The signs and symptoms of Cushing's
This table lists symptoms that people with this disease may have. For most diseases, symptoms will vary from person to person. People with the same disease may not have all the symptoms listed. This information comes from a database called the Human Phenotype Ontology (HPO) . The HPO collects information on symptoms that have been described in medical resources. The HPO is updated regularly. Use the HPO ID to access more in-depth information about a symptom.
|Medical Terms||Other Names||
|80%-99% of people have these symptoms|
|Abnormal subcutaneous fat
Abnormal fat tissue distribution below the skin
Retarded growth[ more ]
Round facial appearance
Round facial shape[ more ]
|30%-79% of people have these symptoms|
Excessive, persistent worry and fear
Easy bruising[ more ]
Tiredness[ more ]
Low blood potassium levels
Increased fracture rate
Multiple spontaneous fractures
Varying degree of multiple fractures[ more ]
|5%-29% of people have these symptoms|
Pain in stomach
Stomach pain[ more ]
|Abnormality of the gastric mucosa||
Abnormality of the mucous membrane layer of stomach
Clouding of the lens of the eye
Cloudy lens[ more ]
Stretched and thinned heart muscle
High blood calcium levels
Increased calcium in blood[ more ]
Elevated serum cholesterol
Elevated total cholesterol
Increased total cholesterol[ more ]
Low blood sodium levels
|Increased circulating cortisol level||0003118|
Muscle tissue disease
Disturbances of consciousness
Lowered consciousness[ more ]
Trouble sleeping[ more ]
|Telangiectasia of the skin||0100585|
|Percent of people who have these symptoms is not available through HPO|
Symptoms begin in adulthood
|Decreased circulating ACTH level||0002920|
Round back[ more ]
|Macronodular adrenal hyperplasia||0008231|
Cognitive decline, progressive
Progressive cognitive decline[ more ]
|Skeletal muscle atrophy||
Muscle wasting[ more ]
The resources below provide information about treatment options for this condition. If you have questions about which treatment is right for you, talk to your healthcare professional.
Learn more orphan products.
If you need medical advice, you can look for doctors or other healthcare professionals who have experience with this disease. You may find these specialists through advocacy organizations, clinical trials, or articles published in medical journals. You may also want to contact a university or tertiary medical center in your area, because these centers tend to see more complex cases and have the latest technology and treatments.
If you can’t find a specialist in your local area, try contacting national or international specialists. They may be able to refer you to someone they know through conferences or research efforts. Some specialists may be willing to consult with you or your local doctors over the phone or by email if you can't travel to them for care.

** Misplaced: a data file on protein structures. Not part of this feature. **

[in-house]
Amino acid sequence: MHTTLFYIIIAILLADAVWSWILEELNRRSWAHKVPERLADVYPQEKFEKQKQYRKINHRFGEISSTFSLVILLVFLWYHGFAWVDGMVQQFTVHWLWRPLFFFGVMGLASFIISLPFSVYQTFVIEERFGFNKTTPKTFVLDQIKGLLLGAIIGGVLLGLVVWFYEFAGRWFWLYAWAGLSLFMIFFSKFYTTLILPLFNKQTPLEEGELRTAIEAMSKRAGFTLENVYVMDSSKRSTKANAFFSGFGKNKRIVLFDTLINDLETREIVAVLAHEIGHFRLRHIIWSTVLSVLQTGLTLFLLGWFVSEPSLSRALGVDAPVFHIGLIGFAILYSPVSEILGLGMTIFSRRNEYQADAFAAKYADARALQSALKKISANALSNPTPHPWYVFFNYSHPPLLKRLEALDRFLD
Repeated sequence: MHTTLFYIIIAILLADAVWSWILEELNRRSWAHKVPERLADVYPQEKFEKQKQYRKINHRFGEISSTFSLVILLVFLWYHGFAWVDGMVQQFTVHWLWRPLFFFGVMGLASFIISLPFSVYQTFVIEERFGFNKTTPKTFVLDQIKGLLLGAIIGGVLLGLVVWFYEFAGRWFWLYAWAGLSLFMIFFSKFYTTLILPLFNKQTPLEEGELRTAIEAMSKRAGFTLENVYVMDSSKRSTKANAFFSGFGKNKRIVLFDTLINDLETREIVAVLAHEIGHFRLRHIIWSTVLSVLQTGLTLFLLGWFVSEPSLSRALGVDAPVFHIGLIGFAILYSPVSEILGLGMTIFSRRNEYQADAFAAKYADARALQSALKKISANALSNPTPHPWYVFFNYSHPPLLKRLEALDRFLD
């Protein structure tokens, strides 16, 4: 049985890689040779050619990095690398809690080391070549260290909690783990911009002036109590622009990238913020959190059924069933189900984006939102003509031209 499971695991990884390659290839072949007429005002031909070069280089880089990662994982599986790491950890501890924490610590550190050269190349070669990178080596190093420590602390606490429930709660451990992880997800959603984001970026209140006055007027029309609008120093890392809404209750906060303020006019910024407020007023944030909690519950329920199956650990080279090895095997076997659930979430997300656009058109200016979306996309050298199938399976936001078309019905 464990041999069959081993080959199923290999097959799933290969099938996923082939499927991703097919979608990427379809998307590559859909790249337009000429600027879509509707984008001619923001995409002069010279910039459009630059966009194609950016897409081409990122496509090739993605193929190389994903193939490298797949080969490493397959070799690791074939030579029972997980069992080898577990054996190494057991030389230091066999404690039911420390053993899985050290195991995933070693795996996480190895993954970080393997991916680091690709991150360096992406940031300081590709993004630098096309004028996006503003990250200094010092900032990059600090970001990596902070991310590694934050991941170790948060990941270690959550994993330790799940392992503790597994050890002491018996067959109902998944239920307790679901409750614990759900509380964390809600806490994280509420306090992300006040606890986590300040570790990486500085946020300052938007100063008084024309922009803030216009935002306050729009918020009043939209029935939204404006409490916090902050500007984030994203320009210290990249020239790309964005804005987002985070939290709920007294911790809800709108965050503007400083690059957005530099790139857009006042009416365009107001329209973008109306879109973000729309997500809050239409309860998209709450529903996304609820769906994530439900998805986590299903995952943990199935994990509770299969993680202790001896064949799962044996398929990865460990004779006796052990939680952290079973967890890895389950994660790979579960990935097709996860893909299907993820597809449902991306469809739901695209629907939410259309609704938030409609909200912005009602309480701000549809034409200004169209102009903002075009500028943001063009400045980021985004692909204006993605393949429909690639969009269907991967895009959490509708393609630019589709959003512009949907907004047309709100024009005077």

You can find more tips in our guide, How to Find a Disease Specialist. We also encourage you to explore the rest of this page to find resources that can help you find specialists.
Research helps us better understand diseases and can lead to advances in diagnosis and treatment. This section provides resources to help you learn about medical research and ways to get involved.
Support and advocacy groups can help you connect with other patients and families, and they can provide valuable services. Many develop patient-centered information and are the driving force behind research for better treatments and possible cures. They can direct you to research, resources, and services. Many organizations also have experts who serve as medical advisors or provide lists of doctors/clinics. Visit the group’s website or contact them to learn about the services they offer. Inclusion on this list is not an endorsement by GARD.
Living with a genetic or rare disease can impact the daily lives of patients and families. These resources can help families navigate various aspects of living with a rare disease.
These resources provide more information about this condition or associated symptoms. The in-depth resources contain medical and scientific language that may be hard to understand. You may want to review these resources with a medical professional.
17th Adrenal Cortex Conference
Tuesday, March 29, 2016 -
Thursday, March 31, 2016
Location: Boston, MA
Description: Since 1984 the Conference on the Adrenal Cortex has provided an exciting combination of science and resources for basic and clinical scientists. The 2016 conference will continue the tradition by including renowned speakers who will cover the latest research on adrenal development, hormone signaling, steroidogenesis, adrenal insufficiency, primary aldosteronism, Cushing’s syndrome and adrenal cancer. As in previous meetings, the Keith L. Parker Memorial Lecture will be awarded to an international leader for their contributions to adrenal research.
Contact: Dr. Maria L. Dufau(301) email@example.com
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My sister has been diagnosed with Cushing's syndrome. Is this disease hereditary? See answer